Even after reaching the appellant’s residence, she had no abnormal behavior
and did not raise any alarm. She did not complain to appellant’s family
members about her forcible abduction. In the morning when her family

Crl.A. 1223/2013 Page 4 of 8
members came to know about her presence inside the appellant’s house, she
was brought back from there. The investigating agency did not associate
appellant’s family members during investigation. It is unclear if appellant’s
mother or brother were present inside the house at the time of occurrence.
Seemingly, it is a case of elopement with consent. The prosecutrix had gone
to the appellant’s house and was found present there. She maintained
complete silence during the entire episode. Her conduct is highly
unreasonable and unnatural. Nothing has come on record to show if at the
time of commission of rape, any resistance was offered by her. She was
medically examined promptly vide MLC (Ex.PW-3/A). No external injuries
whatsoever were found on her body to infer forcible rape. She was found
conscious and oriented. It belies her statement that she regained
consciousness after 3 – 4 days of the incident. There was no mark of
violence on her body including private parts.

10. Possibility of the prosecutrix to be a consenting party cannot be
ruled out. Since ‘X’ was above 16 years of age on the day of occurrence,
physical relationship (if any) with the appellant with consent did not
constitute offence under Section 376 IPC. Nothing has come on record to
show if any overt act was played by the appellant to ‘take’ or ‘entice’ her to
his house. Appellant’s defence under Section 313 Cr.P.C. is quite
reasonable and plausible. Since both the prosecutrix and the appellant
belonged to two different castes, there was resentment by X’s family
members to the marriage between them.

11. This Court is conscious that the statement of the prosecutrix
must be given prime consideration. At the same time, broad principle that
the prosecution has to prove its case beyond reasonable doubt applies

Crl.A. 1223/2013 Page 5 of 8
equally to a case of rape and there could be no presumption that a
prosecutrix would always tell the entire story truthfully. In the instant case,
the testimony of the prosecutrix is highly unreliable / wavering.

12. In ‘Rai Sandeep @ Deepu v. State of NCT of Delhi‘, (2012) 8
SCC 21, the Supreme Court commented about the quality of the sole
testimony of the prosecutrix which could be made basis to convict the
accused. It held :

“In our considered opinion, the ‘sterling
witness’ should be of a very high quality and
caliber whose version should, therefore, be
unassailable. The Court considering the
version of such witness should be in a
position to accept it for its face value
without any hesitation. To test the quality of
such a witness, the status of the witness
would be immaterial and what would be
relevant is the truthfulness of the statement
made by such a witness. What would be
more relevant would be the consistency of
the statement right from the starting point
till the end, namely, at the time when the
witness makes the initial statement and
ultimately before the Court. It should be
natural and consistent with the case of the
prosecution qua the accused. There should
not be any prevarication in the version of
such a witness. The witness should be in a
position to withstand the cross- examination
of any length and strenuous it may be and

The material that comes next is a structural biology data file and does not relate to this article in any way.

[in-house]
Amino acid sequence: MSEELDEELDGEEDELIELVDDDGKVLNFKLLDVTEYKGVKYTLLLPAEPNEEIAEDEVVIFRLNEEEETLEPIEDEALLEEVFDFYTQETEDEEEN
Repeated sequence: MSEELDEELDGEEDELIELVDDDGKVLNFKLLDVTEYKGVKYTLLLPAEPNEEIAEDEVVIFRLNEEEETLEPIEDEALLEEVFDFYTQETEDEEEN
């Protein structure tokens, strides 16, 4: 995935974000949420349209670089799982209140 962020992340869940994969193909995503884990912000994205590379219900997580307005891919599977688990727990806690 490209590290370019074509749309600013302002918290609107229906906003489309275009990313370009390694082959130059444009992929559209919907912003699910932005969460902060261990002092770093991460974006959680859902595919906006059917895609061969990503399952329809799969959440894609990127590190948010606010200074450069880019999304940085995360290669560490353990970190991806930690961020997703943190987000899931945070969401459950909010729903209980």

under no circumstance should give room for
any doubt as to the factum of the
occurrence, the persons involved, as well as,
the sequence of it. Such a version should

Crl.A. 1223/2013 Page 6 of 8
have co-relation with each and everyone of
other supporting material such as the
recoveries made, the weapons used, the
manner of offence committed, the scientific
evidence and the expert opinion. The said
version should consistently match with the
version of every other witness. It can even
be stated that it should be akin to the test
applied in the case of circumstantial
evidence where there should not be any
missing link in the chain of circumstances to
hold the accused guilty of the offence
alleged against him. Only if the version of
such a witness qualifies the above test as
well as all other similar such tests to be
applied, it can be held that such a witness
can be called as a ‘sterling witness’ whose
version can be accepted by the Court
without any corroboration and based on
which the guilty can be punished. To be
more precise, the version of the said witness
on the core spectrum of the crime should
remain intact while all other attendant
materials, namely, oral, documentary and
material objects should match the said
version in material particulars in order to
enable the Court trying the offence to rely
on the core version to sieve the other
supporting materials for holding the
offender guilty of the charge alleged.”

13. In ‘Tameezuddin @ Tammu v. State (NCT of Delhi)’, (2009) 15
SCC 566, the Supreme Court held :

“It is true that in a case of rape the evidence
of the prosecutrix must be given
predominant consideration, but to hold that

Crl.A. 1223/2013 Page 7 of 8
this evidence has to be accepted even if the
story is improbable and belies logic, would
be doing violence to the very principles
which govern the appreciation of evidence
in a criminal matter.”

14. In the present case, the testimony of the prosecutrix, the
associated circumstances and the medical evidence leave a mark of doubt to
treat the testimony of the prosecutrix as so natural and truthful to inspire
confidence. It can be stated with certitude that the evidence of the
prosecutrix is not of such quality which can be placed reliance upon. It
shows several lacunae. There are various serious contradictions in her
statement and actions, from which it can safely be concluded that she has not
presented the true facts.

15. In the light of above discussion, I am of the considered view
that the prosecution has failed to establish its case against the appellant
beyond reasonable doubt. The appellant deserves benefit of doubt. The
appeal is allowed; conviction and sentence awarded by the Trial Court are
set aside. The appellant shall be released forthwith if not required to be
detained in any other case.

16. Trial Court record be sent back forthwith with the copy of the
order. A copy of the order be sent to the Superintendent Jail for information
/ compliance.

MAY 15, 2017 / tr

Crl.A. 1223/2013 Page 8 of 8